The Relationship between Levels of Gender and Ethnic Group Representation

Didier Ruedin
  • Studies in Ethnicity and Nationalism, June 2010, Wiley
  • DOI: 10.1111/j.1754-9469.2010.01066.x

Does the share of women in national legislatures relate to the share of ethnic minority groups?

What is it about?

I examine whether the share of women in national legislatures relates to the share of ethnic minority groups in national legislatures. Taagepera (1994) and Lijphart (1999) explicitly predicted that we should expect a positive correlation: in legislatures with more women, we should also expect more members of ethnic minority groups. Their argument was that the mechanisms behind different shares of women and ethnic minority groups in national legislatures are the same. I find no evidence that the share of women in national legislatures relates to the share of ethnic minority groups in national legislatures. Instead, the share of ethnic minority groups tends to be higher in countries where we can assume ethnic differences to be relatively more salient than gender differences.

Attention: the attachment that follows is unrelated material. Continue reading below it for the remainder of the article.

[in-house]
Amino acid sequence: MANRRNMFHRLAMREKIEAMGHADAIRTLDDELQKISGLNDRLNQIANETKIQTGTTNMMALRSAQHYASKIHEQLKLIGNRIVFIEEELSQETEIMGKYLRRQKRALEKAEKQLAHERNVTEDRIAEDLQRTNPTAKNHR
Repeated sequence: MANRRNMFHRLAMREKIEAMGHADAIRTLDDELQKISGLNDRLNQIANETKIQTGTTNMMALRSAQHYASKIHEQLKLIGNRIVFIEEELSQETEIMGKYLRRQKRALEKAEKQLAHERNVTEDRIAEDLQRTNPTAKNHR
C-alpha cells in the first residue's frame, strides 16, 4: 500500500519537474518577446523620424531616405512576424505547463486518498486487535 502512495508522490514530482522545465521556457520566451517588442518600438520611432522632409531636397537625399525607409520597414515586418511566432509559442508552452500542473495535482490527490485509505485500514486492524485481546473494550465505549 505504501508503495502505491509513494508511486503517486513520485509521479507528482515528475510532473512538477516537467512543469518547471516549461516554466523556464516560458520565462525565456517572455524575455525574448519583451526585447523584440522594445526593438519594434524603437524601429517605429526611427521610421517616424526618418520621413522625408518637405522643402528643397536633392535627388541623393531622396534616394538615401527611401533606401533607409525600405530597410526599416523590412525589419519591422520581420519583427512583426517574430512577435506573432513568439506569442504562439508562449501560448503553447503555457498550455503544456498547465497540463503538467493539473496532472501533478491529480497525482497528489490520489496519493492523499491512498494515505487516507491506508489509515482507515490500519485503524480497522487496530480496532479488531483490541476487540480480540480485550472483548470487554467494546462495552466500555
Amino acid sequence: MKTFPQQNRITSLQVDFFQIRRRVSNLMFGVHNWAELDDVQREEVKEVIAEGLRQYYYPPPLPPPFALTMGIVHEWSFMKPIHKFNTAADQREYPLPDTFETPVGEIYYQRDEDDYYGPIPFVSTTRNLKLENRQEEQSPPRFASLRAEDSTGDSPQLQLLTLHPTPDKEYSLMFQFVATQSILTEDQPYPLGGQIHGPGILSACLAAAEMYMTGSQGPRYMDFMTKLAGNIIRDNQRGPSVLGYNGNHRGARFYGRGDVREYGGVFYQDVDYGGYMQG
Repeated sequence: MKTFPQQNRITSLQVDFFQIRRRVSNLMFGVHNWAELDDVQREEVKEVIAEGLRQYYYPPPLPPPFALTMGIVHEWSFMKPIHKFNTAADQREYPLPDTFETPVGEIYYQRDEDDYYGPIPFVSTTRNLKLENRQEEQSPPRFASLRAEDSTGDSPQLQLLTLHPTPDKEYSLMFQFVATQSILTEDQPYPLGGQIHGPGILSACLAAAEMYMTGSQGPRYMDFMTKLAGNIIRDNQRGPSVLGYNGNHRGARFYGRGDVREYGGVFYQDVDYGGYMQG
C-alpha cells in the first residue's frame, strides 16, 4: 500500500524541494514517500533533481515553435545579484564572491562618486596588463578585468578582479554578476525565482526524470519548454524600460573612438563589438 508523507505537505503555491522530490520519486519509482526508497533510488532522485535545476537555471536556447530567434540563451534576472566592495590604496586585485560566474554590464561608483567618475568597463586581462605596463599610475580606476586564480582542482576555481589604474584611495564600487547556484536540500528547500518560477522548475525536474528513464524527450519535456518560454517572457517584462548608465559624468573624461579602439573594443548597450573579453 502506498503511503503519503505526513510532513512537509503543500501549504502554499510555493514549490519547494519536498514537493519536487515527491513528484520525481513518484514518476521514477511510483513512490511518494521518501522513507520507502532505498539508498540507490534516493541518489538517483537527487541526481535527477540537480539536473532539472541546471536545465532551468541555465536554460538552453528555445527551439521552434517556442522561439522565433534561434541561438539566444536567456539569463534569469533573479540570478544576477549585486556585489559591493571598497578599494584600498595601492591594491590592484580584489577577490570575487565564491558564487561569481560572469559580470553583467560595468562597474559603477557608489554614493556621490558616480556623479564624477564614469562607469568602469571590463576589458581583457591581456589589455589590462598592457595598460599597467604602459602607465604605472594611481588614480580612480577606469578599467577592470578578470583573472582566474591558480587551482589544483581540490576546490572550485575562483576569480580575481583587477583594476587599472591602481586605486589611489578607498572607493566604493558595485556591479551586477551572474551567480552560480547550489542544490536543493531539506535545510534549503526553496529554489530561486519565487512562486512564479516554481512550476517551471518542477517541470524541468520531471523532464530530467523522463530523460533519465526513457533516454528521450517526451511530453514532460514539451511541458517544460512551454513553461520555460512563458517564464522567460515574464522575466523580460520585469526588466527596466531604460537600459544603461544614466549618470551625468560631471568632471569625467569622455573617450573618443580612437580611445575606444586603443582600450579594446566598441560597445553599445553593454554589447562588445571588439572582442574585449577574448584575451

Why is it important?

A core principle of liberal democracies is that they are inclusive and all major groups in society should participate in governance. In the absence of data on ethnic minority groups in national legislatures, researchers had to rely on assumptions.

Perspectives

Didier Ruedin (Author)
University of Neuch√Ętel

Having good theory and a description of the mechanisms is always useful, but it is not always enough. With this article I could demonstrate that there are probably different logics of inclusion when it comes to the political representation of different groups in society. I would have loved to have data on the salience of social divisions, in the absence of which this article necessarily concludes on an assumption.

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http://dx.doi.org/10.1111/j.1754-9469.2010.01066.x

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